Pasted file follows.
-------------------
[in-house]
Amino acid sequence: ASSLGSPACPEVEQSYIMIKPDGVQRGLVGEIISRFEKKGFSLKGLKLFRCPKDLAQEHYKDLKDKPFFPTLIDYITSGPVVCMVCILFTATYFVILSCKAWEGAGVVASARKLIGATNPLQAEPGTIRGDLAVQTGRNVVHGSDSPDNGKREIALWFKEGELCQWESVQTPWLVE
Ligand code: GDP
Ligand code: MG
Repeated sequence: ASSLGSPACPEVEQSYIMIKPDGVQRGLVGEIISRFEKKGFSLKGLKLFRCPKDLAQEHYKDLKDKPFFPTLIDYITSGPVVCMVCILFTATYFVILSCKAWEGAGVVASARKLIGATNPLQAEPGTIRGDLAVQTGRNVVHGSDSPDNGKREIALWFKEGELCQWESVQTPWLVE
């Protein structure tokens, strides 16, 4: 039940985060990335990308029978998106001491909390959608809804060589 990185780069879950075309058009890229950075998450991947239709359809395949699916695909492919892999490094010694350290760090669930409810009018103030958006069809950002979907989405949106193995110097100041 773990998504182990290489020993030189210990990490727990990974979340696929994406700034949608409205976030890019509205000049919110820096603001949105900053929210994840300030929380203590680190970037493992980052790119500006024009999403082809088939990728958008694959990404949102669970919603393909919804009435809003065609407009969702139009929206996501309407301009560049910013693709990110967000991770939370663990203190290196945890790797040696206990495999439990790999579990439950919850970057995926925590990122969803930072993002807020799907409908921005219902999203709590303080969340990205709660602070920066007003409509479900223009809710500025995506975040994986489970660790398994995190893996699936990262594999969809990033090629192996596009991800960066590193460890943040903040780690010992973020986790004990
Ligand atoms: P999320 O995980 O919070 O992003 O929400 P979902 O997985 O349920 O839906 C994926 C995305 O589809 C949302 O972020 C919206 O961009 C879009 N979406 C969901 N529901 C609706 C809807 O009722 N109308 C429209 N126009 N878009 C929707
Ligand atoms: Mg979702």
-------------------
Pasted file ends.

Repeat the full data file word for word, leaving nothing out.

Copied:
[in-house]
Amino acid sequence: ASSLGSPACPEVEQSYIMIKPDGVQRGLVGEIISRFEKKGFSLKGLKLFRCPKDLAQEHYKDLKDKPFFPTLIDYITSGPVVCMVCILFTATYFVILSCKAWEGAGVVASARKLIGATNPLQAEPGTIRGDLAVQTGRNVVHGSDSPDNGKREIALWFKEGELCQWESVQTPWLVE
Ligand code: GDP
Ligand code: MG
Repeated sequence: ASSLGSPACPEVEQSYIMIKPDGVQRGLVGEIISRFEKKGFSLKGLKLFRCPKDLAQEHYKDLKDKPFFPTLIDYITSGPVVCMVCILFTATYFVILSCKAWEGAGVVASARKLIGATNPLQAEPGTIRGDLAVQTGRNVVHGSDSPDNGKREIALWFKEGELCQWESVQTPWLVE
């Protein structure tokens, strides 16, 4: 039940985060990335990308029978998106001491909390959608809804060589 990185780069879950075309058009890229950075998450991947239709359809395949699916695909492919892999490094010694350290760090669930409810009018103030958006069809950002979907989405949106193995110097100041 773990998504182990290489020993030189210990990490727990990974979340696929994406700034949608409205976030890019509205000049919110820096603001949105900053929210994840300030929380203590680190970037493992980052790119500006024009999403082809088939990728958008694959990404949102669970919603393909919804009435809003065609407009969702139009929206996501309407301009560049910013693709990110967000991770939370663990203190290196945890790797040696206990495999439990790999579990439950919850970057995926925590990122969803930072993002807020799907409908921005219902999203709590303080969340990205709660602070920066007003409509479900223009809710500025995506975040994986489970660790398994995190893996699936990262594999969809990033090629192996596009991800960066590193460890943040903040780690010992973020986790004990
Ligand atoms: P999320 O995980 O919070 O992003 O929400 P979902 O997985 O349920 O839906 C994926 C995305 O589809 C949302 O972020 C919206 O961009 C879009 N979406 C969901 N529901 C609706 C809807 O009722 N109308 C429209 N126009 N878009 C929707
Ligand atoms: Mg979702």